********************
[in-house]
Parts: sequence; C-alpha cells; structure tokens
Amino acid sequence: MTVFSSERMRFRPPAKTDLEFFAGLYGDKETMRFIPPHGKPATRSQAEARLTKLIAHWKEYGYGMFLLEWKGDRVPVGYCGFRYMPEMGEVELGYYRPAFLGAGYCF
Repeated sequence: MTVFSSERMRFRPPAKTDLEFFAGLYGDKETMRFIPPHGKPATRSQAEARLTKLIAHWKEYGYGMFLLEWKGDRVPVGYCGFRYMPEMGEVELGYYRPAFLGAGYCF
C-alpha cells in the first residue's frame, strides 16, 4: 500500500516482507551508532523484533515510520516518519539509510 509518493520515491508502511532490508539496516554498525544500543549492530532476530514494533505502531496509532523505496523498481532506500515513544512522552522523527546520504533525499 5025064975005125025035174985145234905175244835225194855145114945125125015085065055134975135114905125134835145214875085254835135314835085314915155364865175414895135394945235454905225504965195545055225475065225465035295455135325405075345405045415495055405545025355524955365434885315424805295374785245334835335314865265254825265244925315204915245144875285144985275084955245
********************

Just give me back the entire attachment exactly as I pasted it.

[in-house]
Parts: sequence; C-alpha cells; structure tokens
Amino acid sequence: MTVFSSERMRFRPPAKTDLEFFAGLYGDKETMRFIPPHGKPATRSQAEARLTKLIAHWKEYGYGMFLLEWKGDRVPVGYCGFRYMPEMGEVELGYYRPAFLGAGYCF
Repeated sequence: MTVFSSERMRFRPPAKTDLEFFAGLYGDKETMRFIPPHGKPATRSQAEARLTKLIAHWKEYGYGMFLLEWKGDRVPVGYCGFRYMPEMGEVELGYYRPAFLGAGYCF
C-alpha cells in the first residue's frame, strides 16, 4: 500500500516482507551508532523484533515510520516518519539509510 509518493520515491508502511532490508539496516554498525544500543549492530532476530514494533505502531496509532523505496523498481532506500515513544512522552522523527546520504533525499 5025064975005125025035174985145234905175244835225194855145114945125125015085065055134975135114905125134835145214875085254835135314835085314915155364865175414895135394945235454905225504965195545055225475065225465035295455135325405075345405045415495055405545025355524955365434885315424805295374785245334835335314865265254825265244925315204915245144875285144985275084955245